Last week, NPR's Talk of the Nation did a segment on gay kids in public schools -- their experiences, fears, hopes, and what people are doing to help them. Here's a link to a recording of the segment along with a transcript. It's quite good, although some of what you will hear about what these kids have to go through I find terribly angering. If you want to look at the depths of shitty behavior amongst people who think they're far more righteous than the rest of us, look no further than the way gay kids get treated today. Here's an excerpt of what gays, and not just the kids, have to go through:
BRANDON (Caller): Hi. I am a queer teacher in Columbus, and the big thing I've noticed, the big problem that I have had, is I live in a state where it is still legal to fire someone for being gay.
So I cannot fully support my students who are going through the same troubles I went through in high school without risking my job and my livelihood. I cannot come to them without drawing attention to myself, and always worrying what will be the ramifications of that and what will ultimately be the lesson that they get from that - when they see someone helps them and then gets punished for it.
I so often have to support the right of students to say things in my classroom that I find abhorrent, that are insulting and discriminatory against me, but it's under this guise of every voice has a right to be said. But at the same time, I don't have the right to really give the ability for students who need the voice, who are so invisible, to have that safety without putting myself at risk.
Another excerpt focusing on the bigotry gay kids experience (emphasis mine):
While there are protections under the umbrella of Title 9 at the federal level, there are not non-discrimination protections for employment for LGBT people at the federal level. That's why we're trying to pass a law called ENDA. And in fact, in eight states in this country, there are laws that specifically prohibit positive discussions of homosexuality in public schools.
Now, these laws vary in terms of what they actually cover, but what we see in our research is that in laws - such as Arizona, Alabama, Arkansas, Louisiana, Missouri, North Carolina and Texas, the effect of that law is that teachers in those states, whether they are LGBT or straight, are less likely to intervene when they witness anti-LGBT harassment and name-calling in their schools. And they also, sadly - in those states you are more likely to have students report that teachers themselves are making derogatory comments.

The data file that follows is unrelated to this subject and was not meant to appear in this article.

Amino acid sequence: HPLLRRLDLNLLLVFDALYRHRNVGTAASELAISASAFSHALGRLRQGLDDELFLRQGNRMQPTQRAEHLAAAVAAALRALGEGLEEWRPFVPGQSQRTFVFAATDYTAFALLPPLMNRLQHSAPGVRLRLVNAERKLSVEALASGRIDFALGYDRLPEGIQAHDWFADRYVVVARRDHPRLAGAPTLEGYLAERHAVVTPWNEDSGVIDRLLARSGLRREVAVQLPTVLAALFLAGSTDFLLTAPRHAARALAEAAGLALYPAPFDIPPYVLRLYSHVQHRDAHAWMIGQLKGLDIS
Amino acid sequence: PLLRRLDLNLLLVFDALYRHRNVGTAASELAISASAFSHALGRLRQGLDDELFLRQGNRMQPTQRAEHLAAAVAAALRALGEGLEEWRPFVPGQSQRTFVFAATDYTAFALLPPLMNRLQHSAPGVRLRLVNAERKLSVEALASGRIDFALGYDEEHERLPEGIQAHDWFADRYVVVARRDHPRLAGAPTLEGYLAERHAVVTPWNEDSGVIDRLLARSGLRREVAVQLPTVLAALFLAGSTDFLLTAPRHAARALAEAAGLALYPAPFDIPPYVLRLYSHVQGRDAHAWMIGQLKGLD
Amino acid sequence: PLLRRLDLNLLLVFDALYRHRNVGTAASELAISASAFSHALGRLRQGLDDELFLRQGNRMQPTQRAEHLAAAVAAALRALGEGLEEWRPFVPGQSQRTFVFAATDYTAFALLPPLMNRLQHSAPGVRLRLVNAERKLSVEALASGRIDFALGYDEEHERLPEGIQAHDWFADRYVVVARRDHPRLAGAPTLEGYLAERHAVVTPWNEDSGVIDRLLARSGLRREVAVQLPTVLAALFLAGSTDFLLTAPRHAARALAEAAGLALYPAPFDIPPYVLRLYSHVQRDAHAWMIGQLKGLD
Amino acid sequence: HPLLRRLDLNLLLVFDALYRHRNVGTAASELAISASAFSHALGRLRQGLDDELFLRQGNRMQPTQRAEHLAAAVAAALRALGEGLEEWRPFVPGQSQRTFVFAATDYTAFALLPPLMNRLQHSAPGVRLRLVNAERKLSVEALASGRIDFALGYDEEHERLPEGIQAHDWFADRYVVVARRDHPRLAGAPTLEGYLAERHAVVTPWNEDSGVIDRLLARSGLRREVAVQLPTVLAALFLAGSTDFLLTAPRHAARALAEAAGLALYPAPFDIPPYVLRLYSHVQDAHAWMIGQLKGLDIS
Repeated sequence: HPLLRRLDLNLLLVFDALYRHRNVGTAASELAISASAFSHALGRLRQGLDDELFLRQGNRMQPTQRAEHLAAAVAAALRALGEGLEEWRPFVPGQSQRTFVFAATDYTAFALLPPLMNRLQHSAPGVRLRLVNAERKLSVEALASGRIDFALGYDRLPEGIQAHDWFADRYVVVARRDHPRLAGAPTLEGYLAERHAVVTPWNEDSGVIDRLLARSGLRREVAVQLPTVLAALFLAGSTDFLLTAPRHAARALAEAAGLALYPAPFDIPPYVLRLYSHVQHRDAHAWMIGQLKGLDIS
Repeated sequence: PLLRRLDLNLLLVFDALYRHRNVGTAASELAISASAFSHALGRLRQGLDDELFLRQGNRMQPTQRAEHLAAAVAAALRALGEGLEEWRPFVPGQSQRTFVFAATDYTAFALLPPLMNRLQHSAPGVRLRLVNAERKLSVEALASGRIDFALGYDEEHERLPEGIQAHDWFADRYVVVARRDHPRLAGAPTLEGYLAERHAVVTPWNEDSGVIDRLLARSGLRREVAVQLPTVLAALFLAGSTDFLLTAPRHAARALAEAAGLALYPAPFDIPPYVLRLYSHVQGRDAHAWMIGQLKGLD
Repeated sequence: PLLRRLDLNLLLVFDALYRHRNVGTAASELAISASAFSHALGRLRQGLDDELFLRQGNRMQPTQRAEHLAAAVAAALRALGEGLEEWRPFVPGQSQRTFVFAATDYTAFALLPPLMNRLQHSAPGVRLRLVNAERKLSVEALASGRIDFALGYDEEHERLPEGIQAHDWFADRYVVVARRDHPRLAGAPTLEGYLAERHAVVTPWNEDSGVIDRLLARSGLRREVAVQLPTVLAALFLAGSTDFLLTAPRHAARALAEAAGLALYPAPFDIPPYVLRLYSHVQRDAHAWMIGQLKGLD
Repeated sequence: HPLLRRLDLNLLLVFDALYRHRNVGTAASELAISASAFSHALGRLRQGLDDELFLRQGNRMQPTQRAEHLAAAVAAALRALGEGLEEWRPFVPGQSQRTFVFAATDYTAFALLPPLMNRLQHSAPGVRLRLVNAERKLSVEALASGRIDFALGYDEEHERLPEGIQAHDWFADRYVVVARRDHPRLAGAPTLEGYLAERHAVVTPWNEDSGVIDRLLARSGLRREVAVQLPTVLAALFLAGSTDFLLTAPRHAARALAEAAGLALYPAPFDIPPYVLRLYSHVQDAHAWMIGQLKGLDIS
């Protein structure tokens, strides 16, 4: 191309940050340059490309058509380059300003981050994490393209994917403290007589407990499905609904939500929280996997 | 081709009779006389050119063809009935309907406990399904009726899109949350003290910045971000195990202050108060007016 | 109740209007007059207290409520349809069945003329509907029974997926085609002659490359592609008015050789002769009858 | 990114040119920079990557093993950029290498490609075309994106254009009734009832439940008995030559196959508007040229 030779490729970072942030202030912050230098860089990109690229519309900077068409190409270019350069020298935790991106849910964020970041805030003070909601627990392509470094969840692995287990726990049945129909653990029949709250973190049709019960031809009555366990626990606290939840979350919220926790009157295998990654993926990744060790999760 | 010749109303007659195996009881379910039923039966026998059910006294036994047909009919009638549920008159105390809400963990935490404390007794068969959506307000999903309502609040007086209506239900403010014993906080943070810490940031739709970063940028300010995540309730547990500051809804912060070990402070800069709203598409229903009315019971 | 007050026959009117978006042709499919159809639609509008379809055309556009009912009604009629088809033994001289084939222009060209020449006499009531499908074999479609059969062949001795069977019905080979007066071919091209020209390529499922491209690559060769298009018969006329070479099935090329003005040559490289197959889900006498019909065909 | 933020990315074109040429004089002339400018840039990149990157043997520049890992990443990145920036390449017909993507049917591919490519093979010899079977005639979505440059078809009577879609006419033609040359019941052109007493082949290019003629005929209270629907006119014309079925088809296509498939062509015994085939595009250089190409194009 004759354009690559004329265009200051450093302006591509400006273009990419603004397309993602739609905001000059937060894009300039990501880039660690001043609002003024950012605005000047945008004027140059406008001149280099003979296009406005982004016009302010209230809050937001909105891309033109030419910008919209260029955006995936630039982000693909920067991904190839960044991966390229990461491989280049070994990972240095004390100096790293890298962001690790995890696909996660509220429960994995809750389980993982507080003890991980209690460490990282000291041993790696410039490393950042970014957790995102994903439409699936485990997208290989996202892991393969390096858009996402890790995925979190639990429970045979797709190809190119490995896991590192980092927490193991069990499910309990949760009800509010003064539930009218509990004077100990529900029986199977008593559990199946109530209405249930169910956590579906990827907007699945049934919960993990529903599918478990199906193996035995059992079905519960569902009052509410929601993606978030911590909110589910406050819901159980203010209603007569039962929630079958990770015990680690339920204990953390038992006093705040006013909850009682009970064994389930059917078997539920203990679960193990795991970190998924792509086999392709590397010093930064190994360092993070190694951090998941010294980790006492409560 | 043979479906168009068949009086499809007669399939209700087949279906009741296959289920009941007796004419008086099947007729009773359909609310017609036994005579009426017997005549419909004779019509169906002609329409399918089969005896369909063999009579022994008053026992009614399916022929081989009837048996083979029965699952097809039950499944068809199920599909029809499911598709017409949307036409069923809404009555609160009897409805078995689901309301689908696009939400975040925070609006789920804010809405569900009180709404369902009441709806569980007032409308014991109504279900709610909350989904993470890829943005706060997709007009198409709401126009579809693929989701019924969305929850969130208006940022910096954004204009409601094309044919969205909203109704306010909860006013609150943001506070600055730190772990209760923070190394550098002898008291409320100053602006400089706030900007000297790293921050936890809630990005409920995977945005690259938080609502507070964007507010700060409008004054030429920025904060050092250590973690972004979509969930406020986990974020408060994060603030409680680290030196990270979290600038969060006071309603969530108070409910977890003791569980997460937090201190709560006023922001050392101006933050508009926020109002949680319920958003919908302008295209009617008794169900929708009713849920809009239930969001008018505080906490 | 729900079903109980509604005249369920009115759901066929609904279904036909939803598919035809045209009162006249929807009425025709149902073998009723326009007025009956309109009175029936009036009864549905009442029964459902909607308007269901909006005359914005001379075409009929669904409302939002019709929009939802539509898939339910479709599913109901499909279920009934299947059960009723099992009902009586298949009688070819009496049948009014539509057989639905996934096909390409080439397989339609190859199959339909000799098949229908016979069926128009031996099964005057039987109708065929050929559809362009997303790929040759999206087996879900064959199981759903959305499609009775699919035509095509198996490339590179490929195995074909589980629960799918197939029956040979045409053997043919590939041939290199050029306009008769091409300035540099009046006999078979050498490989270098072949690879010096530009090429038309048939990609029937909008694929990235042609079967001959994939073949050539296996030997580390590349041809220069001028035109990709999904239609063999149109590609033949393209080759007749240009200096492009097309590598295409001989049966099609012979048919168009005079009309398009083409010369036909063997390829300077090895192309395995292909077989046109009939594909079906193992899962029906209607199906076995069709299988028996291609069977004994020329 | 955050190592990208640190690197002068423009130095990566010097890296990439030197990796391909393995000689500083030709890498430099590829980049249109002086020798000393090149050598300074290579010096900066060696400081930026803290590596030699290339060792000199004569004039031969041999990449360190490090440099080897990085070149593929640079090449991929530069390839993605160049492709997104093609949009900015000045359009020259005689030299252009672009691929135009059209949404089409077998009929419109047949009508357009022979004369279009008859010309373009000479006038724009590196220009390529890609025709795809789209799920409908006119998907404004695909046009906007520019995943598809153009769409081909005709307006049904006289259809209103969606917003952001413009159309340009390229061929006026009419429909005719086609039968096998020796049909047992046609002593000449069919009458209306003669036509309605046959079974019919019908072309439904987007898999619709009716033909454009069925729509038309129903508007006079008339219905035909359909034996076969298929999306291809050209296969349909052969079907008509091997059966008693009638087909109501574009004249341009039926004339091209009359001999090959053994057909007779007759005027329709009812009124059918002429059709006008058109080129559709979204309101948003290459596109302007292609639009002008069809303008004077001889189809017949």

So the prohibition on positive comments is also seen as a license to say negative things themselves.
Nationwide, we have a problem with teachers not intervening when they witness this behavior. Eighty percent of LGBT students report that teachers who witness this behavior rarely or never intervene. And half of LGBT students report that they don't bother telling anyone when they face name-calling, harassment or assault at school because they don't think anything will be done.
There is hope, though -- the straight classmates of gay kids do learn when it's pointed out to them:
Just the other day, I was working with some students and there were a fair - I would say over half the class would go(ph), well, what's the big deal? It's OK. You know, whatever, kids are gay. And then there were others in the class - and this was so inspiring - they said, you know, I never realized when I said "that's so gay" that I was really hurting somebody. I'm not going to say that again. So I saw hope, and I see change.
Take time to read or listen to the whole thing. And keep in mind, you may well know one of these kids who are suffering from this and cannot tell anyone. What you say and how you act count for so much in their lives.
What's Life Like For Gay Kids In Public Schols? (Talk of the Nation, NPR)